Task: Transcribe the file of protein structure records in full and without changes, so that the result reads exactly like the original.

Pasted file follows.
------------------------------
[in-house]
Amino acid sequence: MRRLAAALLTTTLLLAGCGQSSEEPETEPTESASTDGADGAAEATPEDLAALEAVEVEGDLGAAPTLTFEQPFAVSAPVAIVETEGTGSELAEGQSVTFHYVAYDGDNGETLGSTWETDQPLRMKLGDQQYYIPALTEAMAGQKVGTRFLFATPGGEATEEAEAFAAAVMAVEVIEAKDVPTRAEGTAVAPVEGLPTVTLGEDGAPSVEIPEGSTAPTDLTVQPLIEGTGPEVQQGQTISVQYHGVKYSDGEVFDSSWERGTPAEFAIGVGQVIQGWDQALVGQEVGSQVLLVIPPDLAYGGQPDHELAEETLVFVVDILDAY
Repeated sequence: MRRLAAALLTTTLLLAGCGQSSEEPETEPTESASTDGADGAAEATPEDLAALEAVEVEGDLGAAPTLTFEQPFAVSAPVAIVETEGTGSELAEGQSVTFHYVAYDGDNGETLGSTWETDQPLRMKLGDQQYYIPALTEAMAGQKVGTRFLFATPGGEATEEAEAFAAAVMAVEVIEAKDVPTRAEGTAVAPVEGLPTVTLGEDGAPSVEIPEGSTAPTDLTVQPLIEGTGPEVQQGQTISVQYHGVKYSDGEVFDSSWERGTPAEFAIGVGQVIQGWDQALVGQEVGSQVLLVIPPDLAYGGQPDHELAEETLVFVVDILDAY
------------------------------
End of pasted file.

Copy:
[in-house]
Amino acid sequence: MRRLAAALLTTTLLLAGCGQSSEEPETEPTESASTDGADGAAEATPEDLAALEAVEVEGDLGAAPTLTFEQPFAVSAPVAIVETEGTGSELAEGQSVTFHYVAYDGDNGETLGSTWETDQPLRMKLGDQQYYIPALTEAMAGQKVGTRFLFATPGGEATEEAEAFAAAVMAVEVIEAKDVPTRAEGTAVAPVEGLPTVTLGEDGAPSVEIPEGSTAPTDLTVQPLIEGTGPEVQQGQTISVQYHGVKYSDGEVFDSSWERGTPAEFAIGVGQVIQGWDQALVGQEVGSQVLLVIPPDLAYGGQPDHELAEETLVFVVDILDAY
Repeated sequence: MRRLAAALLTTTLLLAGCGQSSEEPETEPTESASTDGADGAAEATPEDLAALEAVEVEGDLGAAPTLTFEQPFAVSAPVAIVETEGTGSELAEGQSVTFHYVAYDGDNGETLGSTWETDQPLRMKLGDQQYYIPALTEAMAGQKVGTRFLFATPGGEATEEAEAFAAAVMAVEVIEAKDVPTRAEGTAVAPVEGLPTVTLGEDGAPSVEIPEGSTAPTDLTVQPLIEGTGPEVQQGQTISVQYHGVKYSDGEVFDSSWERGTPAEFAIGVGQVIQGWDQALVGQEVGSQVLLVIPPDLAYGGQPDHELAEETLVFVVDILDAY